Paul Scholes column: The more Jose Mourinho attempts to influence match officials, the more they are likely to ignore him

Paul Scholes column

The more Jose Mourinho attempts to influence match officials, the more they are likely to ignore him
Frank Warren column: No cigar, but pots of money: here come the Cubans

Frank Warren's Ringside

No cigar, but pots of money: here come the Cubans
Isis hostage crisis: Militant group stands strong as its numerous enemies fail to find a common plan to defeat it

Isis stands strong as its numerous enemies fail to find a common plan to defeat it

The jihadis are being squeezed militarily and economically, but there is no sign of an implosion, says Patrick Cockburn
Virtual reality thrusts viewers into the frontline of global events - and puts film-goers at the heart of the action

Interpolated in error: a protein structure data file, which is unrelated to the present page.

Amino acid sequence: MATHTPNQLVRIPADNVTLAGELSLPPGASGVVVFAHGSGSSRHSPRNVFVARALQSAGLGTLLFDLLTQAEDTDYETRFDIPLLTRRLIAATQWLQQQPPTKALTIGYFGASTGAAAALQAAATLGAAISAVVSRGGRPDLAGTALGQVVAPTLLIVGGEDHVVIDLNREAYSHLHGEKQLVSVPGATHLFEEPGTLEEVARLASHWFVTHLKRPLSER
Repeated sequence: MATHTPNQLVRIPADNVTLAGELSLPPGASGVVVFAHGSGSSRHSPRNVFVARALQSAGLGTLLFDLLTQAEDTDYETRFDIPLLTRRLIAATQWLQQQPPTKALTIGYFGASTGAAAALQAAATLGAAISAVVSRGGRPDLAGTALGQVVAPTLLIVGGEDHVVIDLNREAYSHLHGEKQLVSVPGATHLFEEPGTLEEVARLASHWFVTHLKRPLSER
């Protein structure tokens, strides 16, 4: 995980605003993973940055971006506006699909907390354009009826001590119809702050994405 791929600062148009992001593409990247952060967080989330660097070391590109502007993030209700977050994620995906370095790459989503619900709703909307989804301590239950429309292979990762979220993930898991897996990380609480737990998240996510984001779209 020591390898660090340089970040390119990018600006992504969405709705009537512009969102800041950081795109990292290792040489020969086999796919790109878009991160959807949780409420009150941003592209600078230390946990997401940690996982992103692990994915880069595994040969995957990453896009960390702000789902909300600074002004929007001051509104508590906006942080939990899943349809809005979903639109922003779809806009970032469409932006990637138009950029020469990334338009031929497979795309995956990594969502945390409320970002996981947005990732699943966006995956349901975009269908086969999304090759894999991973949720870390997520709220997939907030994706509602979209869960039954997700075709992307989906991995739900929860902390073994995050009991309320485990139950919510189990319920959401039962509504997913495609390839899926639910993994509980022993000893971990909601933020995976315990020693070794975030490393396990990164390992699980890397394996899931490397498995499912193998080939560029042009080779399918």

Virtual reality: Seeing is believing

Virtual reality thrusts viewers into the frontline of global events - and puts film-goers at the heart of the action
Homeless Veterans appeal: MP says Coalition ‘not doing enough’

Homeless Veterans appeal

MP says Coalition ‘not doing enough’ to help
Larry David, Steve Coogan and other comedians share stories of depression in new documentary

Comedians share stories of depression

The director of the new documentary, Kevin Pollak, tells Jessica Barrett how he got them to talk
Has The Archers lost the plot with it's spicy storylines?

Has The Archers lost the plot?

A growing number of listeners are voicing their discontent over the rural soap's spicy storylines; so loudly that even the BBC's director-general seems worried, says Simon Kelner
English Heritage adds 14 post-war office buildings to its protected lists

14 office buildings added to protected lists

Christopher Beanland explores the underrated appeal of these palaces of pen-pushing
Human skull discovery in Israel proves humans lived side-by-side with Neanderthals

Human skull discovery in Israel proves humans lived side-by-side with Neanderthals

Scientists unearthed the cranial fragments from Manot Cave in West Galilee